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Troubleshooting Yahoo delivery

Last week Jon left a comment on my post Following the Script. He gives a familiar story about how he’s having problems contacting Yahoo.

It’s funny, I found this thread by searching for alternate means to contact Yahoo FBL. This is because I desperately need to communicate with them and their ‘normal channel’ has been literaly as effective as a shout down a wishing well. […]
I’ve signed up for all the various FBL’s with the major providers and we’re tracking reputation nicely as we warm up the sending IP’s with about 75K mails a day over the last month. Yahoo! of course is 35%+ of that mail. However they’re blocking the heck out of my mails from time to time. For the last few days one of my sending IP’s is almost completely blocked while the other three are not. This causes horrible delays. I think that the longer expected mail is delayed the more likelihood it has of being marked as spam or ignored.

There are a couple suggestions I have for people in Jon’s position.

  1. IP address warmup can take from 6 – 8 weeks, particularly at Yahoo. Given the current situation with bots, IP addresses that have never sent mail to the major ISPs don’t start out with a neutral reptuation, they actually start out with a negative reputation. In 99 out of 100 times, the IP address that has never sent mail is an infected machine sending spam. Real IP addresses will send mail consistently over the long term, but it can take time to establish a reputation with the ISP.  While it’s not really what anyone wants to hear, senders need to be patient during the warm up process. If it’s possible, starting with low sending volumes (under 5000 emails per ISP per day) and increasing the amount slowly seems to help minimize the temporary failures.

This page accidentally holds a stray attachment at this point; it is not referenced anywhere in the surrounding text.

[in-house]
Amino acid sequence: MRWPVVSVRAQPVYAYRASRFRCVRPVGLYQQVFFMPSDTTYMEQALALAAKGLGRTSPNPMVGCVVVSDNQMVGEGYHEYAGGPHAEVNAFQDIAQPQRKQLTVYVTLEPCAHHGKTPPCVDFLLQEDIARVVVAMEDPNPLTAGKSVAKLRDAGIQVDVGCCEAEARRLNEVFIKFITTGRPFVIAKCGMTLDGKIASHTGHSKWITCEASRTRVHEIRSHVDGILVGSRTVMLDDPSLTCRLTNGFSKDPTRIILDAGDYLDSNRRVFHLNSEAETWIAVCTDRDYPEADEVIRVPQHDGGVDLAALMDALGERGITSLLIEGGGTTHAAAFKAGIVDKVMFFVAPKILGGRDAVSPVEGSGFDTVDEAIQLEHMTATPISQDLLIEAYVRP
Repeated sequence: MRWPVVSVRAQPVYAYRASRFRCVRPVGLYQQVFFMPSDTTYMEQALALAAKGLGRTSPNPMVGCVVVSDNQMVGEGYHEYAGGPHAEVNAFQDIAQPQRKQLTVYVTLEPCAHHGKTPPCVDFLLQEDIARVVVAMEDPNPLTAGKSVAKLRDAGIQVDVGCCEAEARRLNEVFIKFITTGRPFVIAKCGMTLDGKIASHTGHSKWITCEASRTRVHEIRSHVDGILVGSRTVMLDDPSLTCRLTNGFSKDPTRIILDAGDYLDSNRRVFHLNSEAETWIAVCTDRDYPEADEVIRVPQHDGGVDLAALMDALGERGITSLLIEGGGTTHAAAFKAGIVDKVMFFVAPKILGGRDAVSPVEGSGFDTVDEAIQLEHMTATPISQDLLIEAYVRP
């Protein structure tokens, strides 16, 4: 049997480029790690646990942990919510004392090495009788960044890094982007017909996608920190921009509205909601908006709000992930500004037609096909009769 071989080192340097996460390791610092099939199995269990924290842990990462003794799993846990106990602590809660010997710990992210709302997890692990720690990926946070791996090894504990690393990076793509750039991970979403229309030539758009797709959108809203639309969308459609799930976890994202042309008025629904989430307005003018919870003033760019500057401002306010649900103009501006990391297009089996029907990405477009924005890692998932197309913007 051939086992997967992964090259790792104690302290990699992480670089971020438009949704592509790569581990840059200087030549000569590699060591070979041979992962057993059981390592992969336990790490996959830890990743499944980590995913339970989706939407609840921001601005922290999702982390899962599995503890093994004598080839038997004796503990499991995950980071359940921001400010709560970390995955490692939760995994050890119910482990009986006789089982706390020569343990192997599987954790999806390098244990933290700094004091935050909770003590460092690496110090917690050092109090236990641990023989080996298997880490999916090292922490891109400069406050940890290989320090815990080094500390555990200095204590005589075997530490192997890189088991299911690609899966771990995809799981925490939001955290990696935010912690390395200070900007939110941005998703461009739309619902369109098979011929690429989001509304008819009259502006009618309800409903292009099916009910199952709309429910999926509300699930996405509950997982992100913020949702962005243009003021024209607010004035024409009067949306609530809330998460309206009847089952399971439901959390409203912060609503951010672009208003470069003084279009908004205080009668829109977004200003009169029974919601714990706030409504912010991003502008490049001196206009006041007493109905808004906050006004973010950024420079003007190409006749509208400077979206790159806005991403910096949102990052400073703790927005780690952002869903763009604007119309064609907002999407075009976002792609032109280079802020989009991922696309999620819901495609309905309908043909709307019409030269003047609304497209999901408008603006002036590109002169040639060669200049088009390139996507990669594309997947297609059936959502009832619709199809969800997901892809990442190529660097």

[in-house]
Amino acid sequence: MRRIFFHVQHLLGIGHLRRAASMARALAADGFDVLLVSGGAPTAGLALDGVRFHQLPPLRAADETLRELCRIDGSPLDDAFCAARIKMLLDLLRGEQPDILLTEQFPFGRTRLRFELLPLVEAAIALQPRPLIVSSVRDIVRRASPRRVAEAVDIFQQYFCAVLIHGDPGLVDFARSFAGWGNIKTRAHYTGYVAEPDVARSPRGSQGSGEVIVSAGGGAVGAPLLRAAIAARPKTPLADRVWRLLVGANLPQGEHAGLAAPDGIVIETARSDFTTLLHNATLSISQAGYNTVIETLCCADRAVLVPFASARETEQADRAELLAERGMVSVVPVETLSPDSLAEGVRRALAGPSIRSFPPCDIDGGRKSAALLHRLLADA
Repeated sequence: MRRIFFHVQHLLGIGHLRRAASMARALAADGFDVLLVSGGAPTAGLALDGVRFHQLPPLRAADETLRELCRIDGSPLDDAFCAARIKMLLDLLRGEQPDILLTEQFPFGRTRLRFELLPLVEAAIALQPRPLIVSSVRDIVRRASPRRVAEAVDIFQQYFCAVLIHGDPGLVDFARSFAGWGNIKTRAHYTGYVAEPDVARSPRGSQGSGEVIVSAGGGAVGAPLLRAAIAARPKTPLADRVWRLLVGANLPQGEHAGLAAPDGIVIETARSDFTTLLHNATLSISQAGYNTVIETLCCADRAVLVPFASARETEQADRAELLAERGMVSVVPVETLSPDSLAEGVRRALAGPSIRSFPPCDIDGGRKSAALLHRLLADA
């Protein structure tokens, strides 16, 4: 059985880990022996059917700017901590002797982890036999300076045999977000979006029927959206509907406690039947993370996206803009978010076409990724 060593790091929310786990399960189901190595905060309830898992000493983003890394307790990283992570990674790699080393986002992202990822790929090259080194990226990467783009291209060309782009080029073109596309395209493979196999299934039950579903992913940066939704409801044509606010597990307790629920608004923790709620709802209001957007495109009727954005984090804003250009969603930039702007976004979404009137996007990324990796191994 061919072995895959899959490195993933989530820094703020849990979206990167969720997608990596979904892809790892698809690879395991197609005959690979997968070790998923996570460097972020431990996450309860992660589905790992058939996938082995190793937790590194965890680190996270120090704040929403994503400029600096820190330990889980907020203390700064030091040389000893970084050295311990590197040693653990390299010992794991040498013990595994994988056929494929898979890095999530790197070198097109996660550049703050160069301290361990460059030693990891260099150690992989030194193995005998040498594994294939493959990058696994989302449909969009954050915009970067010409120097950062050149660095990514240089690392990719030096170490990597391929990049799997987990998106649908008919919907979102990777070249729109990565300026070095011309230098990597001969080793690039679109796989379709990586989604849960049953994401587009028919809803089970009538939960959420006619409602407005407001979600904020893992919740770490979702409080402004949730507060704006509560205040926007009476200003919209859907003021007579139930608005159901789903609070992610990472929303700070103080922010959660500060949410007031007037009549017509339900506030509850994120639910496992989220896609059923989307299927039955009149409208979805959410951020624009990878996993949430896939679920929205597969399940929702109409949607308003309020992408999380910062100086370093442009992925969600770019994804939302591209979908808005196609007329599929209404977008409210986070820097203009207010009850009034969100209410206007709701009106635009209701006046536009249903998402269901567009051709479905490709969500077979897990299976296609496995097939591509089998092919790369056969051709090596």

2. Confirmation emails can be problematic, depending on how the email addresses are being collected. If there are too many fake or incorrect subscriptions coming in through a subscription form,  then you will see excessive complaints that may damage the reputation of the sending IP.  Likewise, if the subscription page does not correctly set the expectations of the recipient, the sender may see a high number of complaints. Subscription problems can be managed if you understand what the complaints are about, but you need to do some research to determine that.
  3. Confirm that your technology is sending mail in a way that the recipient ISP likes. For Yahoo, this means limiting the number of connections and the number of emails per connection. One of my clients was having difficulty with Yahoo delivery and we resolved the problem by throttling their server to 2 connections at a time and 4 emails per connection. Yahoo will throttle senders that try more than 5 emails in a single connection, and this is simple to fix.
  4. Read the bounce messages. Yahoo has rolled out an extensive Postmaster Site in the last few months, which includes a lot of information about bounces and improving delivery. If none of the FAQ questions answer your question, there is also the Yahoo Delivery Support Form.

One important thing to remember, when reaching out to any ISP for help with a delivery issue is that the contact is extremely unlikely to result in the ISP letting all your mail in. As I tell my clients all the time, there is no place in the spam filtering for “this is a good guy” or “this persons mail should be exempt from all our checks.” Senders can troubleshoot 95% of issues themselves. However, in those relatively rare cases where the sender can’t fix the issue, generally the only the the ISPs can do is answer questions. They can’t provide solutions, just more places to look for troubleshooting.

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